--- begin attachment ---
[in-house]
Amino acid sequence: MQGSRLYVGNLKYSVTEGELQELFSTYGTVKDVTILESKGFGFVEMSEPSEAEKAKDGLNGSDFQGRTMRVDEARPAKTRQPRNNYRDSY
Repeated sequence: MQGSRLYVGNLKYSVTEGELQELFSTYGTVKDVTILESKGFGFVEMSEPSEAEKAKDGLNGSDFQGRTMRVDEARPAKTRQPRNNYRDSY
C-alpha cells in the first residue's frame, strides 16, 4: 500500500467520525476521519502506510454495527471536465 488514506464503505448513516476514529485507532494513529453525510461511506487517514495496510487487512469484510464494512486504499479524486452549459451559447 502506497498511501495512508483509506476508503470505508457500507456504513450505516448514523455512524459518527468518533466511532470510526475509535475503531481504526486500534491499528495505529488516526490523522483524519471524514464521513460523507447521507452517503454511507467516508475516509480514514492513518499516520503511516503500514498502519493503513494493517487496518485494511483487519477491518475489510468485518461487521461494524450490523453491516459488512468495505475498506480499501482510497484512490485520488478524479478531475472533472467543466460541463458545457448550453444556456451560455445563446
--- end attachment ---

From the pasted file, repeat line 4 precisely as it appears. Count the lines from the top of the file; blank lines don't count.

C-alpha cells in the first residue's frame, strides 16, 4: 500500500467520525476521519502506510454495527471536465 488514506464503505448513516476514529485507532494513529453525510461511506487517514495496510487487512469484510464494512486504499479524486452549459451559447 502506497498511501495512508483509506476508503470505508457500507456504513450505516448514523455512524459518527468518533466511532470510526475509535475503531481504526486500534491499528495505529488516526490523522483524519471524514464521513460523507447521507452517503454511507467516508475516509480514514492513518499516520503511516503500514498502519493503513494493517487496518485494511483487519477491518475489510468485518461487521461494524450490523453491516459488512468495505475498506480499501482510497484512490485520488478524479478531475472533472467543466460541463458545457448550453444556456451560455445563446